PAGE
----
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Court of Appeal, First District, Division 3, California.

Richard J. ROSASCO, Plaintiff and Appellant, v. COMMISSION ON JUDICIAL PERFORMANCE, Defendant and Respondent.

No. A086366.

Decided: July 18, 2000

 Law Office of Stephen A. Holmes, Stephen A. Holmes, Stockton, and Douglas Melvin Gee, Sonora, for Plaintiff and Appellant. Richard G.R. Schnickele, Commission Counsel, and Kathryn Doi, Staff Counsel, for Defendant and Respondent.

This appeal challenges the sustaining of a demurrer without leave to amend to a petition for writ of mandate seeking to compel  the Commission on Judicial Performance (the Commission) to open an investigation under article VI, section 18 of the California Constitution 1 into allegations against a former superior court judge who retired in January 1993.   Appellant Richard J. Rosasco, petitioner below, contends the trial court erred in construing the relevant constitutional provision, adopted as Proposition 190 in an election by the voters of the State of California effective March 1, 1995, as not applying retroactively to authorize the Commission to investigate any judge who retired prior to that effective date.   We conclude as a matter of law that the applicable constitutional provision does not apply to judges who retired before its effective date.   We therefore affirm.

i. Factual and Procedural Background

The underlying dispute giving rise to this proceeding concerns allegations of malpractice, fraud and violation of fiduciary duty in the preparation of testamentary instruments for and representation of different members of appellant's family between 1949 and 1967 by retired Superior Court Judge James R. Hardin, at that time an attorney in private practice;  and Judge Hardin's subsequent alleged perjury, obstruction of justice and willful misconduct while in office and under subpoena in connection with lawsuits arising from the underlying testamentary and contractual disputes.   On November 13, 1997, Rosasco sent a lengthy letter of complaint to the Honorable William G. Polley, the presiding magistrate of the Tuolumne County Superior Court, setting out detailed allegations of misconduct on the part of Judge Hardin, all occurring before his retirement on January 4, 1993.   A copy of this letter was forwarded to the Commission.   On December 9, 1997, the Commission notified Rosasco by letter that it did not have jurisdiction or authority to initiate an investigation of a retired judge.

On January 5 and 18, 1998, Rosasco's attorney and Rosasco himself, respectively, sent letters to the Commission again requesting that it initiate an investigation into Rosasco's allegations against Judge Hardin.   These letters pointed out that under article VI, section 18, subdivision (d), the Commission now has authority to initiate investigations into allegations against a former judge.   On February 2, 1998, the Commission responded by letter explaining that it had only possessed the authority to investigate and censure a former judge since the amendment of article VI, section 18 by the voters as of March 1, 1995.   Prior to that, no such jurisdiction or authority existed for disciplining retired judges.   On this basis, the Commission took  the position that the current version of article VI, section 18, only permits the Commission to consider complaints about the conduct of former judges who retired on or after March 1, 1995, the effective date of the constitutional amendment.   Because Rosasco's complaints made allegations against a judge who had retired on January 4, 1993, well before the effective date of the current constitutional provision, the Commission stated it “was unable to consider them.”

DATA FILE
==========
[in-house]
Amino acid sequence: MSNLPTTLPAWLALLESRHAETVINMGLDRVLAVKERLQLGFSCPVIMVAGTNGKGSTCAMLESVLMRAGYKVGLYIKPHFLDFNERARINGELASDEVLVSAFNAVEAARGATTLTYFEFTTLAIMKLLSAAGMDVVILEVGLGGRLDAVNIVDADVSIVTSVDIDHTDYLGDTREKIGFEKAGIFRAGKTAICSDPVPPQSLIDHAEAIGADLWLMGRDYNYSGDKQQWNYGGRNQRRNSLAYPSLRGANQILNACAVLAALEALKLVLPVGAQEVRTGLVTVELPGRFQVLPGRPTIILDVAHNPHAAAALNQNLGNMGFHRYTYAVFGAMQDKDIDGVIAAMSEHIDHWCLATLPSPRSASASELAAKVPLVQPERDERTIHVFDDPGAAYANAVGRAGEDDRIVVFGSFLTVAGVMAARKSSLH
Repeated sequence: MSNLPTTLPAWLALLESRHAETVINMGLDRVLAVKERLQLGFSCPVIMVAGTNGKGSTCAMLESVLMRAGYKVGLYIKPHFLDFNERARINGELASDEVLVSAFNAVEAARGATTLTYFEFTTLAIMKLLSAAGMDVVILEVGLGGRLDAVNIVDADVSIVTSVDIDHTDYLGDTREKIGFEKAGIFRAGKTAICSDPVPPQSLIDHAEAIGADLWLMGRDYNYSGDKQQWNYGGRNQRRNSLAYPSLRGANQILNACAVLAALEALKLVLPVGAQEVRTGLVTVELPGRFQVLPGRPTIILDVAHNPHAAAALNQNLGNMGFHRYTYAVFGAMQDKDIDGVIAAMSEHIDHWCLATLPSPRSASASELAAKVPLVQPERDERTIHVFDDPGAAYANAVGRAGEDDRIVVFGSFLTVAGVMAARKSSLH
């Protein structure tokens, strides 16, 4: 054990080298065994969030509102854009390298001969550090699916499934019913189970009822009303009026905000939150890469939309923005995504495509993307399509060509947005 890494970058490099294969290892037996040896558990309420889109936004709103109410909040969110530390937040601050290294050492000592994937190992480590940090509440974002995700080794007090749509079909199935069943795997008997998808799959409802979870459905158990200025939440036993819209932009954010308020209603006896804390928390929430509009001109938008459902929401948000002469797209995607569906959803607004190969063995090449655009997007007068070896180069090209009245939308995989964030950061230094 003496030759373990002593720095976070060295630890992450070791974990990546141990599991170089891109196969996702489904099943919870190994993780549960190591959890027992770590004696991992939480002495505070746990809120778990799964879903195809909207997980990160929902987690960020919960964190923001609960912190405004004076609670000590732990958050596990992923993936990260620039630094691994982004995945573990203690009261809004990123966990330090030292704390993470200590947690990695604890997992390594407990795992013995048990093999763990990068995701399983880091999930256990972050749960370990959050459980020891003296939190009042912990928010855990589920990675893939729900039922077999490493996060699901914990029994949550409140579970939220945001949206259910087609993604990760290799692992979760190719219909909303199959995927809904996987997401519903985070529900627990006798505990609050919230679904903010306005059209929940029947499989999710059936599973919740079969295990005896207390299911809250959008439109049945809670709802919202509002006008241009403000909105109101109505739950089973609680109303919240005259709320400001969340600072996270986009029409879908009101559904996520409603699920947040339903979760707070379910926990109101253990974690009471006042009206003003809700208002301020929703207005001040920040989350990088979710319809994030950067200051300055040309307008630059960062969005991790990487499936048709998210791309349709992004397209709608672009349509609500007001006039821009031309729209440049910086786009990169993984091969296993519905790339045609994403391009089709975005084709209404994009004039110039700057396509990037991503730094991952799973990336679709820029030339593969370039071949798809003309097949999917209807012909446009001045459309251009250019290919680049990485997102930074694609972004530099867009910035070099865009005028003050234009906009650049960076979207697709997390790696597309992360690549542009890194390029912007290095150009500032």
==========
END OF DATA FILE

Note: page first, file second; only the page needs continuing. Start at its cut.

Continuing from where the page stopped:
Rosasco filed a petition for writ of mandate asking the San Francisco Superior Court to compel the Commission to conduct an investigation of Judge Hardin, or show cause why it need not.   On October 9, 1998, the superior court issued and served on the Commission and Judge Hardin an alternative writ of mandate.   After a stipulated continuance, the Commission filed a demurrer, answer and points and authorities, arguing that the changes to article VI, section 18 allowing the Commission to investigate former judges could not, as a matter of law, be applied to any judge who retired before March 1, 1995, the effective date of the changes.   Following a hearing, the superior court sustained the Commission's demurrer to the petition without leave to amend, on the ground that “the section of Proposition 190, which amended article VI, section 18, subsection (d) of the California Constitution, effective March 1, 1995, to provide Respondent [the Commission] authority to investigate retired judges, does not apply retroactively to authorize the Commission on Judicial Performance to investigate a judge who retired prior to March 1, 1995.”

iI. Jurisdiction**

iII. The Change to the Constitution Applies Prospectively Only

 The sole issue on this appeal is whether the relevant provisions of article VI, section 18 apply retroactively to members of the state judiciary who retired before the March 1, 1995, operative date of the voter-approved amendments to section 18, subdivision (d) which extended the Commission's jurisdiction equally to former judges.   As both parties acknowledge, this issue is one of interpretation, and is therefore a legal question subject to de novo review on this appeal.  (Quackenbush v. Mission Ins. Co. (1996) 46 Cal.App.4th 458, 466, 54 Cal.Rptr.2d 112;  People ex rel. Fund American Companies v. California Ins. Co. (1974) 43 Cal.App.3d 423, 431; , 117 Cal.Rptr. 623 9 Witkin, Cal. Procedure (4th ed.   1997) Appeal, § 316, pp. 354-355.)   The question appears to be one of first impression.